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Improved design and analysis of CRISPR knockout screens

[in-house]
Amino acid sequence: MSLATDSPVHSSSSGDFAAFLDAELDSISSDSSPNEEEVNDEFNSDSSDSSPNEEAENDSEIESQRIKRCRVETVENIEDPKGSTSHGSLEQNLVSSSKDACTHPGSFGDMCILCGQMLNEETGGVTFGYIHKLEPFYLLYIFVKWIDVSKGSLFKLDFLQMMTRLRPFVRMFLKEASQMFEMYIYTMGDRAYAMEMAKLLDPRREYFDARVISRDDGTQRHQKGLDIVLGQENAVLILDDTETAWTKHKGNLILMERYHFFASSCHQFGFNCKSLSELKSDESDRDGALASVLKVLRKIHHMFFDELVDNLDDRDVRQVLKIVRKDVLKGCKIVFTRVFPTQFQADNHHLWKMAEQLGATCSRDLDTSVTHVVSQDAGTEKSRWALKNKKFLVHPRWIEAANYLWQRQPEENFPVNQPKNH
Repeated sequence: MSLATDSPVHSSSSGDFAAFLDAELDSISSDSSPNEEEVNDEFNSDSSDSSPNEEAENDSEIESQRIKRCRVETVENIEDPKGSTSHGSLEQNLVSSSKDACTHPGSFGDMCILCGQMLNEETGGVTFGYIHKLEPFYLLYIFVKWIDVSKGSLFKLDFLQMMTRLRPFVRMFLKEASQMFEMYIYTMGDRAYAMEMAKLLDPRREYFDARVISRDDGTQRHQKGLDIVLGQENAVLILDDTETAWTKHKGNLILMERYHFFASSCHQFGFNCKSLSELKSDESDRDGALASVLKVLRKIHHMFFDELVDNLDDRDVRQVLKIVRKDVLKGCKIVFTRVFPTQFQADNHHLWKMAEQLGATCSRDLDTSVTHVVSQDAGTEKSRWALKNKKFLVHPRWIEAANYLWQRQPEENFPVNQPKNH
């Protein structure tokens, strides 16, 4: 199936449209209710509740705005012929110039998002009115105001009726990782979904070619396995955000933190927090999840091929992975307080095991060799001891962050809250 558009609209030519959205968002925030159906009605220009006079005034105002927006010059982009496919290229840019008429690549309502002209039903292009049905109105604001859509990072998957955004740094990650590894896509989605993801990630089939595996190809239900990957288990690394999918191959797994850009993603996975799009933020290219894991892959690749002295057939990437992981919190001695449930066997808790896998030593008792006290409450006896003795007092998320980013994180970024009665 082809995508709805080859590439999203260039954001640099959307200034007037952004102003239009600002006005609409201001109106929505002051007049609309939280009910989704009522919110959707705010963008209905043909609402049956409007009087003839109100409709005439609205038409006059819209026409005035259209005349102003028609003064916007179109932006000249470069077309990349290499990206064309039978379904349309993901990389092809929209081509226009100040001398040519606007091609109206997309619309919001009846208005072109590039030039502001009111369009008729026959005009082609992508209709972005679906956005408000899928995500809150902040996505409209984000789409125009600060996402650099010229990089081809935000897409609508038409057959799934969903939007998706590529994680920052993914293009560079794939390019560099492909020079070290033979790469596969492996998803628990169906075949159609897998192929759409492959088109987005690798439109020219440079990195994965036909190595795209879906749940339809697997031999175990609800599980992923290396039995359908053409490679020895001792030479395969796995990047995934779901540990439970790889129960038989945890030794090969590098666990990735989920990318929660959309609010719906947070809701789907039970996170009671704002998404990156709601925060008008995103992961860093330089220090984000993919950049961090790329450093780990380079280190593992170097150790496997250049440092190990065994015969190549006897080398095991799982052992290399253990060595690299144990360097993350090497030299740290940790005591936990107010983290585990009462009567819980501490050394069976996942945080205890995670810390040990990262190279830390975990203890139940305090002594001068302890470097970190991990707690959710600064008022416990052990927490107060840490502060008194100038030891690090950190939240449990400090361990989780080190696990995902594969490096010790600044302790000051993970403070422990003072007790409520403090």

Improved design and analysis of CRISPR knockout screens Motivation: Genome-wide clustered, regularly interspaced, short palindromic repeat (CRISPR)- Cas9 screen has been widely used to interrogate gene functions. However, the rules to design bet- ter libraries beg further refinement. Results: We found single guide RNA (sgRNA) outliers are characterized by higher G-nucleotide counts, especially in regions distal from the PAM motif and are associated with stronger off-target activities. Furthermore, using non-targeting sgRNAs as negative controls lead to strong bias, which can be mitigated by using sgRNAs targeting multiple ‘safe harbor’ regions. Custom-designed screens confirmed our findings and further revealed that 19 nt sgRNAs consistently gave the best signal-to-noise ratio. Collectively, our analysis motivated the design of a new genome-wide CRISPR/Cas9 screen library and uncovered some intriguing properties of the CRISPR-Cas9 system. Availability and implementation: The MAGeCK workflow is available open source at https://bit bucket.org/liulab/mageck_nest under the MIT license. Contact: [email protected] or [email protected] or [email protected] Supplementary information: Supplementary data are available at Bioinformatics online. 1 Introduction CRISPR-Cas9 loss-of-function screens can interrogate the functions The clustered, regularly interspaced, short palindromic repeat of coding genes (Koike-Yusa et al., 2014; Shalem et al., 2014; (CRISPR)-Cas9 system is a new genome editing technology that Wang et al., 2014; Zhou et al., 2014) and non-coding elements becomes prominent in many biomedical research areas. In this sys- (Canver et al., 2015; Korkmaz et al., 2016; Zhu et al., 2016), and tem, single guide RNAs (sgRNAs) direct Cas9 nucleases to induce generate hypotheses on cell dependency, drug response, and gene double-strand breaks at targeted genomic regions (Cong et al., regulation in a high-throughput and unbiased manner (Diao et al., 2013; Jinek et al., 2012; Mali et al., 2013). Based on this system, 2016; Hart et al., 2015; Parnas et al., 2015; Wang et al., 2015). V The Author(s) 2018. Published by Oxford University Press. All rights reserved. For Permissions, please e-mail: [email protected] 4095 4096 C.-H.Chen et al. From a computational biology perspective, several algorithms have matrix with its element d ¼ 1 if sample j is affected by condition r jr been developed to characterize sgRNAs with high specificity and ef- and 0 otherwise. The objective function is a form of regularization: ficiency (Doench et al., 2016; Doench et al., 2014; Hsu et al., 2013; X * * Xu et al., 2015) that can be used in designing CRISPR screen libra- b ¼ argmax logf K ; l ðbÞ; a þ K b ðÞ 1 ij i gr NB ij ij ries. Despite these efforts, methods for designing CRISPR screens are still being refined from different aspects. First, sgRNA outliers, Where f is the probabilistic density function (PDF) of the NB dis- NB or sgRNAs with discrepant behaviors from other sgRNAs targeting tribution, and the same gene, are common in screen data, but their features and mechanisms remain poorly characterized. Second, it’s known that * gr KðbÞ¼ spacer length may vary in the CRISPR-Cas9 system (Fu et al., 2014; 2r r r Morgens et al., 2017), but the optimal length was only studied in The estimated SD, r , was calculated using the naive estimators single guide and single target. Furthermore, it remains unclear how r of b . spacer lengths affect signal-to-noise ratio (the extent of the fold gr changes of guides compared to their variances) in the screening settings. We studied both issues based on the MAGeCK-VISPR model we 2.2 Identifying sgRNA outliers previously developed (Jiang et al., 2015; Li et al., 2015). By examin- sgRNA outliers are those that have different behaviors compared ing published screens (Wang et al., 2014, 2015), we identified out- with other sgRNAs targeting the same gene. A single outlier that lier sgRNAs and uncovered their sequence features to inform future does not fit the assumed distributions can overly influence the esti- library design. We further showed stronger off-target cleavages con- mations of the beta score. Therefore, we tried to identify these out- tribute to the outlier behaviors. We also found a strong bias in liers using three-step approach: candidate outlier prediction, CRISPR screen when normalizing read counts with commonly used candidate outlier validation and outlier detection. non-targeting sgRNAs and proposed an alternative normalization to mitigate such bias. We performed custom-designed screens to valid- ate these findings, and further explored sgRNA design rules that can Step-1: Candidate outlier prediction improve the screening results, including the optimal spacer length A sgRNA is likely to be an outlier if its log fold is extremely different for higher cutting efficiencies and better signal-to-noise ratios. from other sgRNAs. Therefore, in the first step, candidate outlier Finally, we designed a genome-wide CRISPR/Cas9 screening library prediction, we identified the potential sgRNAs outliers by consider- based on these new rules and demonstrated its performance in iden- ing their LFCs. For each paired condition, we calculated the median tifying known essential genes in different cell types. and SD of the LFCs and defined the candidate outliers if their LFCs fall beyond median6 1.5 SD estimation (rÞ. Specifically, we fol- lowed the ‘quantile matching’ approach in DESeq2 (Love et al., 2014): r is chosen such that the (1–p) empirical quantile of the abso- lute values of LFC (Q ) matches the (1–p/2) theoretical quantile 2 Materials and methods jLFCj of N 0; r (Q ), where p is set as 0.32: 2.1 The MAGeCK and MAGeCK-VISPR model Our laboratory has previously developed algorithms MAGeCK and Q ðÞ 1  p jLFCj r ¼ MAGeCK-VISPR for identifying CRISPR screen hits in different Q 1 scenarios(Li et al., 2014, 2015). In two-condition comparisons, Note that for a distribution with a long tail, the traditional estima- MAGeCK uses a negative binomial (NB) model to assess the degree tion of SD will be distorted. Assuming that samples with beta scores of selections of individual sgRNAs and adopts robust rank aggrega- close to 0 follows normal distribution, we set a value of p ¼ 0.32 to tion (RRA) algorithm (Kolde et al., 2012) to aggregate multiple calculate SD using only the 68% of samples (samples within 1 SD) sgRNAs on a gene to evaluate gene selection. MAGeCK-VISPR (Li closes to zero. In this way, the samples with beta scores far from et al., 2015) further quantitatively estimates gene selections by opti- zero will not distort the estimation of SD. mizing a joint likelihood function of observing the read counts of different sgRNAs with varying behaviors in multiple conditions. The output of MAGeCK-VISPR is a ‘beta score’ for gene g in condi- Step-2: Candidate outlier in silico validation tion r, b , analogous to the ‘log fold change (LFC)’ in differential gr Noticing that a sgRNA outlier may significantly influence the beta gene expression analysis. More specifically, the read count of score estimation, a candidate outlier is validated if there is a signifi- sgRNA i in sample j,orK ; is modeled as: ij cant change of beta score; b , after removing the candidate outlier. gr K  NB l ; a ij i Therefore, in the second step, the candidate outlier in silico valid- ij ation, we calculated the beta score with and without the candidate Where l and a are the mean and over-dispersion factor of the NB ij outlier respectively using Equation (1). Define: distribution, respectively. The mean value l is further modeled as: ij raw b ¼ b , when all sgRNAs are used; gr b ¼ b , when sgRNA i is excluded. gr l ðbÞ¼ s exp d b j jr ij gr Then candidate outlier i is in silico validated if: raw i Where s is the size factor of sample j for adjusting sequencing log absðÞ b =abs b >ðÞ 5  0:2number of sgRNAs depths of the samples, and b is the vector of all beta scores for gene g. To deal with complex experimental settings, we included design With outlier removal, we could prevent the beta score estimation matrix (D). With J samples affected by R conditions, D is a binary from distortion by strong outliers. Improved design and analysis of CRISPR knockout screens 4097 Step-3: Outlier detection (a) (b)(c) With previous two steps, we could estimate the beta scores robustly. However, some moderate outliers cannot be identified if sufficient sgRNAs prevent the beta score from distortion by a single outlier. Therefore, with robust estimators of beta scores, in the final step, we re-defined a sgRNA as an outlier if the probability of observing its count conditioned on pre-calculated beta score falls below a cer- tain threshold. In other words, sgRNA i is an outlier if: (d)(e)(f) X * logf K ; l ðbÞ; a < T ij i NB ij where f is the PDF of the NB distribution. The threshold T was NB determined such that 90% of the validated outliers defined in Step 2 can be removed. Fig. 1. Identifying and characterizing stronger negative sgRNAs outliers. (a, b) 2.3 Extracting sequence features using elastic-net The LFCs of 10 sgRNAs targeting FARP1 and RPSA in 4 screens (KBM7, K562, regression Jiyoye and Raji). The red lines represent sgRNAs outliers, and the blue lines represent other sgRNAs. (c) Identifying and removing aberrantly stronger To identify the sequence features that associate with stronger negative outliers (red dots). Each row of dots represents the LFCs of sgRNAs sgRNA outliers, we applied Elastic-Net regression to extract the se- targeting the same gene. (d) The G-nucleotide counts of sgRNAs in three quence features as our previous work (Xu et al., 2015). Suppose X ¼ groups: stronger negative outliers (red), non-outliers (blue) and all sgRNAs fX ; X ; .. . ; X g is the set of encoded sequence vectors and 1 2 n (green). (e) The sequence features of stronger negative outliers versus non- Y ¼fY ; Y ; ... ; Y g is the set of outputs representing whether the 1 2 n outliers derived by elastic-net regression. The ‘Seed’ and ‘Non-seed’ regions sgRNAs are stronger outliers, where n is the number of sgRNAs are defined as a 10-nucleotide window proximal to and distal from the PAM motif, respectively. The data for Figure 1a–e is from a public screening data- samples for training. If sgRNA i is an outlier, the corresponding set (Wang et al., 2015). (f) The knockout of CD33 expression with different Y ¼ 1 and 0 otherwise. Let M be the length of the input vectors; groups of sgRNAs. The ‘Perfect Match’ are 65 perfect-match sgRNAs with an the Elastic-Net regression computes the parameters NGG PAM that produced effective CD33 knockout defined in (Doench et al., b ¼½ b ; b ; .. . ; b that minimize an object function E: 1 2 M 2016). The ‘Negative Controls’ are the same set of sgRNAs with non-NGG PAM. Those in ‘5 ‘G’s in Non-seed region’ and ‘<5 ‘G’ in Non-seed region’ T 2 1 2 E ¼jjY  b Xjj þ k ajjbjj þð1  aÞjjbjj are sgRNAs with an NGG PAM but 1-nt mismatch compared to the ‘Perfect Match’ sgRNAs Where a and k are parameters estimated using cross validation, jjbjj ¼ X X 2 2 jb j and jjbjj ¼ b .We usedglmnetinRpackagetoimple- i i ii i ment the Elastic-Net regression (Friedman et al., 2010). Based on the MAGeCK-VISPR model, we implemented an ap- proach to identify such outliers, which tests whether one sgRNA has 2.4 CRISPR screening design and experimental big effects on the gene-level beta score estimates or the probability procedure of observing the sgRNA conditioned on the gene-level beta score is We designed and performed a CRISPR screening experiment to low (Section 2). This outlier detection and removal approach did study the effects of different normalization methods and different identify sgRNAs with aberrant LFC on a gene (Fig. 1c). In published sgRNA lengths. The screening library has four types of sgRNAs: screens on four leukemia cell lines (Wang et al., 2015), 9000 out of sgRNAs targeting AAVS1 (a region whose disruption does not have 182 K sgRNAs on average were identified as outliers. Among them, any lethal phenotype), non-targeting sgRNAs, sgRNAs targeting 51 911 sgRNAs are outliers that are consistent in all four screens ribosomal genes and 503 cancer-related genes that are considered to (Supplementary Fig. S1a) and 80% of these outliers (729/911) are be lethal. The details of the library design and the experiment are in ‘strong negative outliers’ with stronger negative selection compared Supplementary Material. with other gRNAs on the same gene (as Fig. 1a). To rule out the pos- sibility that these sgRNAs knockout their intended targets with ex- tremely high efficiencies, we further limited our analysis to 564 3 Results outliers (Supplementary Table S1) that target known non-essential 3.1 sgRNAs outlier identification and characterization genes (Hart and Moffat, 2016), as inactivating these genes is unlike- Different sgRNAs targeting the same gene can lead to varying phe- ly to affect cell growth. notypes or selection levels in the screen due to different cleavage and Comparing the sequence features of these 564 ‘strong negative repair efficiencies, local chromatin structure, protein domains and outliers’ with all 18 000 sgRNAs in the library, we found that they potential off-target effects, etc. (Hsu et al., 2013; Knight et al., have higher G-nucleotide but lower C-nucleotide counts in the target 2015; Shi et al., 2015). Some sgRNAs with outlier phenotypes com- DNA sequence (Fig. 1d, Supplementary Fig. S1b–d). To identify po- pared with other sgRNAs on the same gene, regardless of the causes, tential sequence features that can distinguish outliers and non- behave consistently in multiple screen conditions (Wang et al., outliers, we trained an elastic net model (Friedman et al., 2010), a 2015; Fig. 1a and b), suggesting that the discrepant phenotypes regularized regression method that considers both the L1 and L2 could arise from intrinsic features of the sgRNA in addition to ran- penalties of the lasso and ridge methods. In the training dataset, the dom variances in the experiments. We are especially interested in predictor variable is a binary vector representing the presence or ab- ‘strong negative outliers’ (as Fig. 1a), which are defined as having sence of the nucleotides, and the response variable is a binary vari- much larger negative LFCs compared with other sgRNAs targeting able indicating whether the gRNA is an outlier. Our model showed the same gene and are more likely caused by off-target cleavages. that outliers tend to contain more G-nucleotides in the 10-nucleotide 4098 C.-H.Chen et al. non-seed region distal from the PAM motif (Fig. 1e). To exclude (a)(b) possible biases of a single library, we confirmed our finding using another screen dataset (Meyers et al., 2017; Supplementary Fig. S2a–b). We further tested our predictive model on other CRISPR- Cas9 knockout (Wang et al., 2014) or CRISPR-dCas9 inhibition screening (Horlbeck et al., 2016) datasets. The output of the model is an ‘outlier score’, indicating how likely the input sgRNA is an out- lier. We found that ‘strong negative outliers’ in both datasets have significantly higher outlier scores than non-outliers (Supplementary (c)(d) Fig. S2c and d), suggesting outlier features we found are consistent across different datasets. These findings also suggest that a better CRISPR sgRNA design should at least avoid extreme G content in the non-seed region in case of potential off-target effects. Considering that strong off-target activities can lead to ‘strong negative outliers’, we re-analyzed a previous study that measured the off-target activities between mismatched sgRNA: DNA pairs, defined as the decrease of CD33 protein level by sgRNAs with 1 nu- cleotide mismatch compared to the target DNA in CD33 locus (Doench et al., 2016). Instead of modeling off-target activities as Fig. 2. Normalizing read counts using sgRNAs targeting non-essential genes functions of mismatched nucleotide pair and position as in (Doench or AAVS1. (a-b) The distribution of beta scores in public dataset (Wang et al., et al., 2016), we tested how the nucleotide compositions in the Non- 2015) using non-targeting sgRNAs (a) and sgRNAs targeting non-essential seed region affect the off-target activities. SgRNAs with more ‘G’s genes (b) for normalization. (c) The LFC distribution of 349 non-targeting (5) in Non-seed region have significantly higher off-target activ- sgRNAs, 467 non-essential genes-targeting sgRNAs, 133 AAVS1-targeting ities than those with fewer ‘G’s (<5) (Fig. 1f). In contrast, there is no sgRNAs and 725 essential genes-targeting sgRNAs. P-values were calculated difference in off-target activities between sgRNAs with more (5) using two-sided Student’s t-test. (d) The distribution of beta score using all sgRNAs (black), non-essential genes-targeting sgRNAs (green), AAVS1- and fewer (<5) ‘C’s (Supplementary Fig. S2e). These findings sug- targeting sgRNAs (red) and non-targeting sgRNAs (blue) for normalizing read gest sgRNAs targeting sequences with high G-content in the non- counts, respectively seed region have stronger off-target activities, which can lead to strong outlier phenotypes. harbor’ site preferred for gene knock-ins (DeKelver et al., 2010; 3.2 SgRNAs targeting multiple non-essential genes as Sadelain et al., 2011). This region appears to be epigenetically open for efficient cleavage, yet cutting or modification at this site results negative controls reduce false positives in the screen in no phenotypic changes (Ogata et al., 2003). To test whether Correct interpretations of genome-wide screens require proper read sgRNAs targeting AAVS1 could serve as good negative controls, we count normalization. Since most sgRNAs should generate knockouts first designed a genome-wide screen library containing 134 AAVS1- without causing phenotype, a straightforward approach is to nor- targeting sgRNAs, 349 non-targeting sgRNAs, as well as five malize based on the total read counts of all sgRNAs (Love et al., sgRNAs per gene in the human genome and performed screening in 2014; ‘total normalization’). Alternatively, many screen libraries in- a prostate cancer LNCaP-abl cell line. SgRNAs targeting AAVS1 or clude ‘non-targeting’ negative control sgRNAs, which match no- non-essential genes induced similar LFCs that are stronger than non- where in the genome, for normalization (‘non-targeting sgRNA targeting sgRNAs, confirming the existence of cleavage toxicity in normalization’). In public datasets (Wang et al., 2014, 2015), ‘total non-essential regions (Fig. 2c). Also, by comparing normalization normalization’ resulted in a beta-score distribution centered on zero methods using different sets of sgRNAs (all, non-targeting, AAVS1- (Supplementary Fig. S3a), while ‘non-targeting sgRNA normaliza- targeting and non-essential-gene-targeting sgRNAs, respectively), tion’ led to a skewed distribution of beta scores where most of the we found normalization using the AAVS1- and non-essential-genes genes appear as negatively selected (Fig. 2a). The bias of ‘non-target- targeting sgRNAs result in almost identical distributions of beta ing sgRNA normalization’ is introduced when sgRNAs targeting scores (Fig. 2d). Moreover, both ‘all sgRNA normalization’ and non-essential genes impede cell growth from genome cleavage tox- ‘non-targeting sgRNA normalization’ lead to biases, though to dif- icity (Aguirre et al., 2016; Munoz et al., 2016), regardless of the ferent degrees (Fig. 2d). Since normalization using control guides is gene knockout effects. Therefore, a more appropriate choice of an essential step in many computational methods including negative controls is a set of sgRNAs targeting non-essential DNA MAGeCK-VISPR and CRISPR Score (CS; Wang et al., 2014), the regions. These sgRNAs have already been included in recent library results of these methods will also be affected by the choice of nega- design (Wang et al., 2017). Indeed, when normalizing read counts tive controls (Supplementary Fig. S3b). While methods that only using sgRNAs targeting the ‘gold standard’ 927 non-essential genes rely on gRNA ranks such as MAGeCK-RRA (Li et al., 2014) will previously derived from pooled shRNA screens (Hart et al., 2014), not be affected, the rankings could not clearly distinguish genes that the beta score distribution is centered on zero (Fig. 2b). are negatively, positively, or not selected, which are important when In genome-wide screens, normalizations using either sgRNAs comparing screens over multiple conditions. targeting non-essential genes or all genes lead to similar results To evaluate the normalization methods in a focused screen, we (Fig. 2b, Supplementary Fig. S3a), as the majority of the genes are also designed a small screening library that targets 600 genes, assumed to be non-essential. Such assumption may fail in focused including ribosomal genes and well-known cancer-related genes (or custom) screens where many targeted genes may be under selec- (Section 2, Supplementary Tables S2 and S3). The library also tion, which necessitates the selection of better negative control includes the same set of AAVS1-targeting and non-targeting sgRNAs. sgRNAs. AAVS1 (adeno-associated virus integration site 1) is a ‘safe Improved design and analysis of CRISPR knockout screens 4099 Similar to genome-wide screens, AAVS1-targeting sgRNAs induced sgRNAs, as well as five sgRNAs targeting each gene in the human stronger negative selections compared with non-targeting sgRNAs genome. After removing sgRNAs that are enriched in G-nucleotide (Supplementary Fig. S3c). Furthermore, using AAVS1-targeting (>40%) and have perfect matches to other coding regions, we pri- sgRNAs as negative controls in our MAGeCK algorithm substantially oritized the remaining sgRNAs based on their predicted cleavage increases the sensitivity of the screen, while keeping the same level of efficiencies(Xu et al., 2015) and the number of perfect matches in false positives (Supplementary Fig. S3d). These results validated the the whole genome (see Methods). We conducted screens in LNCaP, applicability of including AAVS1-targeting sgRNAs in genome-wide, abl and T47D cell lines using the H1/H2 library and compared to and more importantly in focused screen libraries. other genome-wide screen datasets, including Brunello library (Doench et al., 2016), TKO library (Hart et al., 2015) and Ong li- brary (Ong et al., 2017). We found H1/H2 is among the libraries 3.3 19 nt spacers give rise to higher cutting efficiencies with fewest outlier sgRNA rates (Supplementary Fig. S4b). and better signal-to-noise ratio Assuming that a good library should be able to rank known essential In spCas9 gene editing systems, truncated sgRNAs have been genes as most negatively selected ones, we found that H1/H2, reported to have a better cleavage specificity compared with full- Brunello and Ong libraries outperformed GeCKOv2 and TKO in length sgRNAs (Fu et al., 2014). However, the performances of identifying known essential genes (Supplementary Fig. S4c–d). truncated sgRNAs in screens compared with full-length sgRNAs, as These results provide support for our refined CRISPR screen library well as the optimal length of truncated sgRNAs, have yet to been design rules. fully determined. Therefore, in our small screening library, we designed sgRNAs with 20 nt spacers for each ribosomal gene and AAVS1-targeting sgRNAs and then truncated them to 19 nt, 18 nt and 17 nt (Section 2). We found that 19 nt sgRNAs give significantly 4 Discussion stronger LFCs in ribosomal genes, reflecting higher cleavage efficien- The CRISPR-cas9 knockout screen has been used to interrogate the cies (Fig. 3a). If we use the difference between positive-control functions of coding genes and non-coding elements systemically, but sgRNAs (sgRNAs targeting ribosomal genes) and negative-control library design is still in their early stage. We first applied MAGeCK- sgRNA (AAVS1-targeting sgRNAs) as a metric for signal-to-noise, VISPR to public genome-wide screen data and identified a set of 19 nt spacers on average give the best performance (Supplementary ‘strong negative outlier’ sgRNAs and their sequence characteristics: Fig. S4a) in 11 of 12 screens. Moreover, for each ribosomal gene, higher G-nucleotide counts especially in regions distal from PAM 19 nt sgRNAs gave lower relative SD (i.e. SD divided by mean; motif. Unexpectedly, the effect of the outliers is independent of the Supplementary Material.) of LFCs, indicating a more stable behav- count of C-nucleotide, different from previous studies that suggest ior (and potentially less off-target cleavages) of gene knockout the role of ‘GC’ content in determining cleavage efficiencies effects (Fig. 3b). (Doench et al., 2014; Haeussler et al., 2016; Wang et al., 2014). Since G-C hybridization strengths in DNA-RNA and RNA-DNA 3.4 A new genome-wide library improved screen hybrids are similar, the distinct effect of G- and C-nucleotides sug- performance gests a more crucial role of DNA-endonuclease rather than DNA- Using the rules we uncovered in this study and our previous work RNA interaction in determining outlier effects. Moreover, sgRNAs (Xu et al., 2015), we designed two sub-libraries that target 18, 493 with higher G-contents in regions distal from PAM motif have stron- human coding genes (named ‘H1’ and ‘H2’; Supplementary Tables ger off-target activities. It is worth noting that the off-target activity S4, S5). Each sub-library includes sgRNAs with 19 nt-long spacers of each sgRNA in Figure 1f was measured between one sgRNA- and contains 134 AAVS1-targeting sgRNAs, 349 non-targeting DNA pair, and the seemly minor difference between sgRNAs with high and low G-contents will be multiplied by the enormous mis- matched sgRNA-DNA pairs in the genome and lead to sgRNA out- (a)(b) liers in screens. Although toxicity from CRISPR cutting has been reported, using non-targeting control for normalization is still a common practice in published literature (Aguirre et al., 2016; Wang et al., 2014). We found that normalization using non-targeting sgRNAs, as compared to using all sgRNAs or sgRNAs targeting non-essential genes, could lead to higher false positives (Supplementary Fig. S3d) in calling essential genes. The reason might be because cleavages in non- essential regions can still induce toxicity in cell growth, in consist- ency with two recent studies showing false positive hits from highly amplified regions in cancer genomes (Aguirre et al., 2016; Munoz et al., 2016). Through CRISPR screening experiments, we confirmed Fig. 3. Comparing cleavage efficiencies and signal-to-noise ratios between that sgRNAs targeting non-essential genes or safe-harbor regions different lengths of sgRNA spacers. (a) The LFCs of sgRNAs with spacer could serve as better negative controls and result in fewer false posi- lengths ranging from 17- to 20-nts, including non-targeting sgRNAs and tives compared with non-targeting sgRNAs. Since a single chroma- sgRNAs targeting ribosomal genes. For each spacer length, there are 100 tin region may be subject to copy number variations in different cell non-targeting sgRNAs and 1020 ribosomal genes-targeting sgRNAs. P-values types, sgRNAs targeting multiple non-essential regions will serve as were calculated using two-sided Student’s t-test. (b) The relative SD of LFCs more robust negative controls. For instance, only 5% (57/1, 043) of sgRNAs targeting ribosomal genes with spacer lengths ranging from 17- to CCLE cell lines have copy number gains in AAVS1 locus, such as 20-nts. There are 612 data points (51 ribosomal genes repeated in 12 screens) for each spacer length. P-values were calculated using two-sided Student’s HCC1937 and MDAMB157, suggesting that though chance is low, t-test caution should be used when using single region as negative 4100 C.-H.Chen et al. DeKelver,R.C. et al. (2010) Functional genomics, proteomics, and regulatory controls. 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Improved design and analysis of CRISPR knockout screens